- The Washington Times - Wednesday, September 25, 2002

The franchise industry is reviving a program to help retired military personnel start their own small business.
The program, the Veterans Transition Franchise Initiative, or VetFran, allows service members to pay only 10 percent or less of the initial franchise investment fee, which generally ranges from $45,000 to $150,000 for a small business.
Franchising companies would pay the difference, said Don DeBolt, president of the International Franchise Association.
VetFran has 60 franchise companies operating on an initial investment of $150,000 or less. That's the maximum amount that the Small Business Administration will offer. Participants include Geeks on Call America Inc. in Norfolk, Va.; Mail Boxes Etc. Inc. in San Diego; and Pizza Outlet LP in Pittsburgh.
"The idea was to have the business community give something back to the men and women who defend our free enterprise and country," Mr. DeBolt said. "We have soldiers in Afghanistan, Korea and possibly heading to Iraq, and we want them to have an opportunity at making a living for themselves and their families when they return home."
VetFran was originally designed during the Gulf war to ease the costs for veterans interested in starting their own business through a franchise. The program received more than 100 franchiser participants, but it dropped off from lack of interest in the mid-90s at the start of the economic boom. An increase in small franchise business owners and heightened military action in countries like Afghanistan in the past year prompted the renewal of the program.
"You always see franchising become more popular during a recession, when people want to be the masters of their own destiny," Mr. DeBolt said. "People often suffer a cutback or a layoff before they consider becoming their own boss, and that generally happens during a recession."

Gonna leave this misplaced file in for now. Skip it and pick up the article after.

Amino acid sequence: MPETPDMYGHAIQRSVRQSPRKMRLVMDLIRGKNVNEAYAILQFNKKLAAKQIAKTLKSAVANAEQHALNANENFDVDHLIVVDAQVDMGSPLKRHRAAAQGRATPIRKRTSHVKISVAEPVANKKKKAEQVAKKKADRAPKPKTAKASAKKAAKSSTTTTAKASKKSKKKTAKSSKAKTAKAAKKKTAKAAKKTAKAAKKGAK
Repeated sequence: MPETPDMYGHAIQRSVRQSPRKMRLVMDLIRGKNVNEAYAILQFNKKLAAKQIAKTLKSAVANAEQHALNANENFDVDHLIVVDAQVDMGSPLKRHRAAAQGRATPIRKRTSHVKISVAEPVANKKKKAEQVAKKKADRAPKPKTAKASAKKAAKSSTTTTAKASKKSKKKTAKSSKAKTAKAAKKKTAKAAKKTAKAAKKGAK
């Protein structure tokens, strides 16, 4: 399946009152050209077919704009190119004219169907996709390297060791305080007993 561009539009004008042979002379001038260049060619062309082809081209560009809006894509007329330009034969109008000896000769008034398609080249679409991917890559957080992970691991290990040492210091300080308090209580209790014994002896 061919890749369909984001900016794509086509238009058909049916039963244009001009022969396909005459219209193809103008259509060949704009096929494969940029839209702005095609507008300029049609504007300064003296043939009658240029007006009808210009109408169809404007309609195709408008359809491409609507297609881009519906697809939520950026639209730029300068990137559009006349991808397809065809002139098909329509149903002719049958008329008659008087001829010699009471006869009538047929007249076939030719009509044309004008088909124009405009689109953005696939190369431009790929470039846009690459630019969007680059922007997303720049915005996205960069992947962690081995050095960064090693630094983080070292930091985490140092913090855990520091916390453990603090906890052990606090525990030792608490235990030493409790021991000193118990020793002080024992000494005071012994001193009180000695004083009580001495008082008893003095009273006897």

In 2000, the franchising industry made an estimated $1 trillion in U.S. retail sales from 320,000 franchised small businesses in 75 industries, accounting for more than 40 percent of retail sales nationwide, Mr. DeBolt said.
Expetec Technology Services, a technology supplier headquartered in Garden Grove, Calif., was the first to sign on the program and offer Steven Sellner, a Navy veteran, a lowered fee of $40,000, down from $60,000, to operate a service center in Honolulu.
Mr. Sellner paid more than the 10 percent the VetFran program requires to acquire three different service areas for his franchise.
"The biggest thing I got from my eight years in the Navy is that something like this, where you're starting a business, takes a long commitment, and I feel sort of prepped for the challenges ahead," Mr. Sellner, 48, said.
Jennifer Roberts, vice president of sales for Expetec, said the company founders, who are Army National Guard veterans, were eager to help veterans make the transition to civilian life and business.
"We started franchising in 1996, and by then the program wasn't really available," said Miss Roberts said, who noted that one-third of the corporate staff is active or retired military. "So when IFA brought it up again, the company immediately jumped at the idea."
Dina Dwyer-Owens, CEO and president of the Dwyer Group in Waco, Texas, said she signed on to support her father, the late Don Dwyer, who initiated the idea for VetFran.
"I'd sign on anyway because military personnel are a perfect fit for franchising a small business in the sense that they have the motivation and discipline to follow through with the franchising system and commit to it," Mrs. Dwyer-Owens said.
After securing franchise participants with franchise fees at $150,000 or less, VetFran will look at expanding in franchise investment size and securing other loans to help business owners finance the rest of their payments.

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